Left ventricular hypertrophy (LVH) is related to a poor prognosis. We aimed to determine how left ventricular (LV) geometry changes over time, and how this relates to future cardiovascular disease.Methods:
In the Prospective Study of the Vasculature in Uppsala Seniors study, 1016 individuals were investigated with echocardiography at age 70. This was repeated after 5 and 10 years. Incident cardiovascular disease (myocardial infarction, stroke, and heart failure, n = 163) was recorded over 10 years.Results:
LV mass index (LVMI) and LV end-diastolic diameter (LVEDD) progressively increased over 10 years, while LV thickness declined (P < 0.0001 for all). Adjusting for traditional cardiovascular risk factors, LVMI at baseline, but not LVEDD, was significantly associated with incident cardiovascular disease [hazard ratio (HR) 1.02, 95% confidence interval 1.003–1.03, P = 0.019]. When adding the change in LVMI, or change in LVEDD, between ages 70 and 75 years to the models and using the time between 75 and 80 as follow-up (in total 82 incident cases), neither the change in LVMI nor the change in LVEDD were significant. Using updated information on LV geometric groups, an increased risk was seen for concentric LVH as compared with the normal group following adjustment for traditional risk factors (HR 2.29, P = 0.0014, 95% confidence interval 1.38–3.82). Eccentric LVH and concentric remodeling were not associated with a statistically significant increased risk of cardiovascular disease.Conclusion:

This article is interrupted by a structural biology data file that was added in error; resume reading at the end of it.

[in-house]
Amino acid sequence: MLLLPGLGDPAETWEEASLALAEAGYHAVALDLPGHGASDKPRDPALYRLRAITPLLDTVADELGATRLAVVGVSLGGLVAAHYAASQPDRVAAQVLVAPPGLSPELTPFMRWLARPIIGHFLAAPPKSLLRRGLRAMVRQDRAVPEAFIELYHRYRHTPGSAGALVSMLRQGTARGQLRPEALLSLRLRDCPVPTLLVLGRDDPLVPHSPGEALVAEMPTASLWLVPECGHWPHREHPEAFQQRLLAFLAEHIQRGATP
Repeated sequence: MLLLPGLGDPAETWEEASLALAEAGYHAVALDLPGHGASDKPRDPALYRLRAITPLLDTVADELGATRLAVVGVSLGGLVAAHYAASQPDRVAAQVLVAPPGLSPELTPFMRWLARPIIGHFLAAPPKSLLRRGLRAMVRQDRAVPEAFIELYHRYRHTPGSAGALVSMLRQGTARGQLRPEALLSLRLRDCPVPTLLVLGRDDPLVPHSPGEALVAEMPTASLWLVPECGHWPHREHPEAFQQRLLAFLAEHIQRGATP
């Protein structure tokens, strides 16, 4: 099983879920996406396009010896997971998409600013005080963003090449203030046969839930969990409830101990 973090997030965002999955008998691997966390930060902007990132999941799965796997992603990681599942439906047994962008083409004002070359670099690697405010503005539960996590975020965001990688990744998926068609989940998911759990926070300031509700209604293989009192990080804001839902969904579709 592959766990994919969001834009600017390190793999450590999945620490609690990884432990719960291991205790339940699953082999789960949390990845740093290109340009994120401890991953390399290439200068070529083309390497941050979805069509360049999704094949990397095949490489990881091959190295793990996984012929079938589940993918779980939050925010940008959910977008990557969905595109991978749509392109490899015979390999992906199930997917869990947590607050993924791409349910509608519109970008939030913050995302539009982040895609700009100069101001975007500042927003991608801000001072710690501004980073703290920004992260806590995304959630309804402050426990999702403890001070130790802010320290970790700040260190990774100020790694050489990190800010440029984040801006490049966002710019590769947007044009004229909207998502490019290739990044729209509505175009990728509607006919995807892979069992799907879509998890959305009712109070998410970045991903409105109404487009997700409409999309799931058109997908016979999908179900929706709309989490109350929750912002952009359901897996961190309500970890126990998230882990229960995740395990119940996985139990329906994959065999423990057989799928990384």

In elderly individuals without myocardial infarction, a progressive dilatation of the LV was seen over 10 years. However, the LV dilation seen over time in this age group was not associated with a major increase in risk of future cardiovascular disease.